What Today’s ‘Unprecedented’ Partnerships May Mean for a COVID-19 Vaccine

06/17/2020

The biopharmaceutical ecosystem has long relied on a framework of partnerships among the government, academia and private sector to research and develop new medicines. In recent months, these partnerships, many among biopharmaceutical companies directly, have become crucial to the fight against COVID-19.

 

In early 2020, as details began to roll in about the severity of the novel coronavirus, scientists at Sanofi quickly realized the urgent need for action. By February, the biopharmaceutical company announced its intention to identify and develop a COVID-19 vaccine, building on previous experience with influenza and earlier work amid the 2002-03 SARS epidemic. As one of the top vaccine producers in the world, Sanofi has invested heavily in technology to improve its vaccine manufacturing capabilities, as well as its ability to advance clinical studies. Even so, leadership felt the public health need was too great for the company to tackle vaccine development on its own.

 

In addition to working internally to advance a vaccine candidate, Sanofi has joined forces with outside public and private organizations to accelerate the R&D process, including a partnership with the U.S. Biomedical Advanced Research and Development Authority (BARDA), and collaborative private sector partnerships with GlaxoSmithKline (GSK) and Translate Bio. The level of collaboration throughout the biopharmaceutical ecosystem in recent months is “unprecedented” according to Clem Lewin, associate vice president R&D strategy at Sanofi.

 

“Collaboration is nothing new to the industry, but amid COVID-19, the intensity of these partnerships has increased to a point we’ve never experienced before,” Lewin said. “Everyone recognizes the need to have a vaccine as quickly as possible, and we’re all operating from this sense of urgency to move things forward.”

 

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Sanofi researchers in the lab

Sanofi researchers working in the lab together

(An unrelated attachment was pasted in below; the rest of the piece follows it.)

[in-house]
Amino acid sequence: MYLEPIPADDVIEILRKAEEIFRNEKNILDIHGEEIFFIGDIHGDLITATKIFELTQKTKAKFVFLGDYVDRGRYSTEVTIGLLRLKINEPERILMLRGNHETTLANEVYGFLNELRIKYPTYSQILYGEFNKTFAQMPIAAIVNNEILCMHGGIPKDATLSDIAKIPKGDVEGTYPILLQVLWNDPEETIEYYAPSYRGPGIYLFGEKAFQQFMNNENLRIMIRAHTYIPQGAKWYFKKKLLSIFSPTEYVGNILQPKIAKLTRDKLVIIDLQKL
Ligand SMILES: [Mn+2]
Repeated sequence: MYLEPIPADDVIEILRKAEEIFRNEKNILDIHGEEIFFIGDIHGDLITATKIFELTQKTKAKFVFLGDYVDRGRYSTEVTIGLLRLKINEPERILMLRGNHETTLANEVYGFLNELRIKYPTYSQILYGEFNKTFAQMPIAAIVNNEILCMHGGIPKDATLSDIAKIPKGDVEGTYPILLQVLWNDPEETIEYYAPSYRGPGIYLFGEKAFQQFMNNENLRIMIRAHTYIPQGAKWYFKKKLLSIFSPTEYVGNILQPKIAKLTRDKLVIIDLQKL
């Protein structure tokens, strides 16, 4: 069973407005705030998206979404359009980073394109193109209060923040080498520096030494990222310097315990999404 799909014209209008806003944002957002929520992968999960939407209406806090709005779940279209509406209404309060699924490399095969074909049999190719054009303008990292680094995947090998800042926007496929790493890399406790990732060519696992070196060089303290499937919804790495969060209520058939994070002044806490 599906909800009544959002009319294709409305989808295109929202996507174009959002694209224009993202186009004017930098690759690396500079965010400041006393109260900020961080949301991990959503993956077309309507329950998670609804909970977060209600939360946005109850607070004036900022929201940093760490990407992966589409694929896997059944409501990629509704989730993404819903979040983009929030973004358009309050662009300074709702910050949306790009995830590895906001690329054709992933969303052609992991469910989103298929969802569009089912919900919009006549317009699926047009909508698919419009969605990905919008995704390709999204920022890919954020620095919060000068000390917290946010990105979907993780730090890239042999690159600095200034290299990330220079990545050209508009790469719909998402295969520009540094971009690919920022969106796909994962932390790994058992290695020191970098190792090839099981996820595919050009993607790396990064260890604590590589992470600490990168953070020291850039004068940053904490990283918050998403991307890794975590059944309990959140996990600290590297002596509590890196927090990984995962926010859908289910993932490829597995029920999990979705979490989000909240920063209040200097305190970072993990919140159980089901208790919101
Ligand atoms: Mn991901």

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Partnerships In Action

 

Vaccines work by imitating an infection to teach the immune system how to recognize, remember and target microbial invaders, like viruses and bacteria, without actually causing an infection. To develop a vaccine for the novel coronavirus, Sanofi is utilizing its recombinant technology to genetically engineer cells to produce a spike protein unique to the COVID-19 virus. The hope is that by introducing this spike protein to the human body, a person’s immune system will learn to recognize the protein and develop immunity in advance of any potential interaction with the real virus.

 

To boost the effectiveness of such a vaccine, Sanofi has partnered with GSK to provide an adjuvant, an ingredient added to enhance the immune response. If found successful, this step will be crucial in meeting global demand for a vaccine, because it could help reduce the amount of vaccine protein required per dose, speeding up the manufacturing process. According to Sanofi, the candidate is expected to enter clinical trials in the second half of 2020 and, if found successful, become available by the second half of 2021. 

 

With this partnership, you’re seeing two of the largest vaccine companies, which are traditionally market competitors, putting aside individual company interests and coming together to address the pandemic,” Lewin said.

Sanofi is also working with Translate Bio to develop a potential vaccine that relies on messenger RNA (mRNA) to instruct a person’s cells to produce the spike protein within their own body—a cutting edge approach to vaccine technology that can be manufactured more quickly than traditional types of vaccines, if found successful. Additionally, Sanofi has utilized its longstanding partnership with BARDA to share key learnings with other members of the biopharmaceutical ecosystem.

 

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Sanofi researcher in the lab

Sanofi researcher in the lab 

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‘We’re Working 24/7’

 

Scientists have learned a tremendous amount about the novel coronavirus since its discovery six months ago, but much remains uncertain about how to best develop an effective vaccine. The human body is incredibly complex, and scientists cannot predict how or if a vaccine will respond in an individual immune system. Researchers must go to great lengths to ensure a potential vaccine is not only effective but also safe by conducting extensive clinical trials, before a vaccine is ever made available to the public. Given the pressing need, a wide range of approaches to vaccine development are being tested by biopharmaceutical researchers throughout the world to greatly improve the odds that one or more of these approaches will be successful.

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The unprecedented progress in such a short time is due in part to active collaboration across the industry and with public partners, as well as the U.S. Food and Drug Administration (FDA) who conduct “a rigorous review of laboratory and clinical data to ensure the safety, efficacy, purity and potency of these products.” Importantly, the FDA also “has a stringent regulatory process for licensing vaccines that serves as a model for other countries.”

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“We’re living in a challenging time, but watching the dedication of colleagues within the company, within the industry and within in the broader ecosystem inspires me,” Lewin said. “We’re operating with a collaborative spirit. We’re working 24/7. We’re working weekends—anything we can do to try and shave time off vaccine development. That keeps me encouraged."